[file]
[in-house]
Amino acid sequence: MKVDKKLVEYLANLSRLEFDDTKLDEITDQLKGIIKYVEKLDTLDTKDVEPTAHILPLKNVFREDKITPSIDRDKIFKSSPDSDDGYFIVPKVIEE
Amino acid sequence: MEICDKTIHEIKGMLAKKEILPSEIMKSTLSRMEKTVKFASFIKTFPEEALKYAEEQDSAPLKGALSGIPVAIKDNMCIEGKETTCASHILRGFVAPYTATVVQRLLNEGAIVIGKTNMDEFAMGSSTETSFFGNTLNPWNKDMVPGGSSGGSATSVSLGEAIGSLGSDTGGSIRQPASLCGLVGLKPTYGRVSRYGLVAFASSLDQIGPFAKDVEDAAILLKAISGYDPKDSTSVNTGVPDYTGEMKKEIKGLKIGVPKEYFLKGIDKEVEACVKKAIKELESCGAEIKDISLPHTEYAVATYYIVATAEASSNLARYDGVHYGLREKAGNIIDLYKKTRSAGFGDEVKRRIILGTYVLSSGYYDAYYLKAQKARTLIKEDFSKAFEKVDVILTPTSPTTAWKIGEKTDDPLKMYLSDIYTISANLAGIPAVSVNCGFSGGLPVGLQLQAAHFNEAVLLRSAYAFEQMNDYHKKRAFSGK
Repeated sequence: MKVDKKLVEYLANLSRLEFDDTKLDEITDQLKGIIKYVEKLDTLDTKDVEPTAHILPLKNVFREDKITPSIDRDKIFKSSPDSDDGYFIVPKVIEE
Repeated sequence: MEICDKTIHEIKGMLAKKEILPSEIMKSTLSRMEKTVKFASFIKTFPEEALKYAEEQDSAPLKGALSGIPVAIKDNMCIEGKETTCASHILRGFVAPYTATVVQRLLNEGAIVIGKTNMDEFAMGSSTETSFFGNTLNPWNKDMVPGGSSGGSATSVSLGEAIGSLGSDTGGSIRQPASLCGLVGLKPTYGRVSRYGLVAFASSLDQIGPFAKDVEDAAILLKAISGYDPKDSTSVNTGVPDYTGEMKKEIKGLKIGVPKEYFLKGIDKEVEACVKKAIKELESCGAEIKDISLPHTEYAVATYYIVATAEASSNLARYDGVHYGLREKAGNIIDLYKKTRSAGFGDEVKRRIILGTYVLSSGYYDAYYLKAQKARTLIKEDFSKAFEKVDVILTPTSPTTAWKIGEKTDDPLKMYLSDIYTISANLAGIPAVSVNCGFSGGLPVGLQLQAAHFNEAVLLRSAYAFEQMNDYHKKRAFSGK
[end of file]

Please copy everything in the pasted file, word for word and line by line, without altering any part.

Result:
[in-house]
Amino acid sequence: MKVDKKLVEYLANLSRLEFDDTKLDEITDQLKGIIKYVEKLDTLDTKDVEPTAHILPLKNVFREDKITPSIDRDKIFKSSPDSDDGYFIVPKVIEE
Amino acid sequence: MEICDKTIHEIKGMLAKKEILPSEIMKSTLSRMEKTVKFASFIKTFPEEALKYAEEQDSAPLKGALSGIPVAIKDNMCIEGKETTCASHILRGFVAPYTATVVQRLLNEGAIVIGKTNMDEFAMGSSTETSFFGNTLNPWNKDMVPGGSSGGSATSVSLGEAIGSLGSDTGGSIRQPASLCGLVGLKPTYGRVSRYGLVAFASSLDQIGPFAKDVEDAAILLKAISGYDPKDSTSVNTGVPDYTGEMKKEIKGLKIGVPKEYFLKGIDKEVEACVKKAIKELESCGAEIKDISLPHTEYAVATYYIVATAEASSNLARYDGVHYGLREKAGNIIDLYKKTRSAGFGDEVKRRIILGTYVLSSGYYDAYYLKAQKARTLIKEDFSKAFEKVDVILTPTSPTTAWKIGEKTDDPLKMYLSDIYTISANLAGIPAVSVNCGFSGGLPVGLQLQAAHFNEAVLLRSAYAFEQMNDYHKKRAFSGK
Repeated sequence: MKVDKKLVEYLANLSRLEFDDTKLDEITDQLKGIIKYVEKLDTLDTKDVEPTAHILPLKNVFREDKITPSIDRDKIFKSSPDSDDGYFIVPKVIEE
Repeated sequence: MEICDKTIHEIKGMLAKKEILPSEIMKSTLSRMEKTVKFASFIKTFPEEALKYAEEQDSAPLKGALSGIPVAIKDNMCIEGKETTCASHILRGFVAPYTATVVQRLLNEGAIVIGKTNMDEFAMGSSTETSFFGNTLNPWNKDMVPGGSSGGSATSVSLGEAIGSLGSDTGGSIRQPASLCGLVGLKPTYGRVSRYGLVAFASSLDQIGPFAKDVEDAAILLKAISGYDPKDSTSVNTGVPDYTGEMKKEIKGLKIGVPKEYFLKGIDKEVEACVKKAIKELESCGAEIKDISLPHTEYAVATYYIVATAEASSNLARYDGVHYGLREKAGNIIDLYKKTRSAGFGDEVKRRIILGTYVLSSGYYDAYYLKAQKARTLIKEDFSKAFEKVDVILTPTSPTTAWKIGEKTDDPLKMYLSDIYTISANLAGIPAVSVNCGFSGGLPVGLQLQAAHFNEAVLLRSAYAFEQMNDYHKKRAFSGK